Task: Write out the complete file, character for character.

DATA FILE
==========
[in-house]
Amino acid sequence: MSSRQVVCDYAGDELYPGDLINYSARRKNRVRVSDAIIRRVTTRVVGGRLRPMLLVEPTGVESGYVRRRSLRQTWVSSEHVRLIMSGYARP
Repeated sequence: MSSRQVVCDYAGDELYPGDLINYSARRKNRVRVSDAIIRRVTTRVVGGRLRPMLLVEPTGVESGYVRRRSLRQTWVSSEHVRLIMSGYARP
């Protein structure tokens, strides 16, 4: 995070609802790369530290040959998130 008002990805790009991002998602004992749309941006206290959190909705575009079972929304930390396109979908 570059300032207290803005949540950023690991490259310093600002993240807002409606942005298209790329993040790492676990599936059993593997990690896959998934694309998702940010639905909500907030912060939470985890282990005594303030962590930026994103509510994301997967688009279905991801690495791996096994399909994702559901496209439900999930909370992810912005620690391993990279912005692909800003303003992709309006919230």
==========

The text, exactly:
[in-house]
Amino acid sequence: MSSRQVVCDYAGDELYPGDLINYSARRKNRVRVSDAIIRRVTTRVVGGRLRPMLLVEPTGVESGYVRRRSLRQTWVSSEHVRLIMSGYARP
Repeated sequence: MSSRQVVCDYAGDELYPGDLINYSARRKNRVRVSDAIIRRVTTRVVGGRLRPMLLVEPTGVESGYVRRRSLRQTWVSSEHVRLIMSGYARP
């Protein structure tokens, strides 16, 4: 995070609802790369530290040959998130 008002990805790009991002998602004992749309941006206290959190909705575009079972929304930390396109979908 570059300032207290803005949540950023690991490259310093600002993240807002409606942005298209790329993040790492676990599936059993593997990690896959998934694309998702940010639905909500907030912060939470985890282990005594303030962590930026994103509510994301997967688009279905991801690495791996096994399909994702559901496209439900999930909370992810912005620690391993990279912005692909800003303003992709309006919230």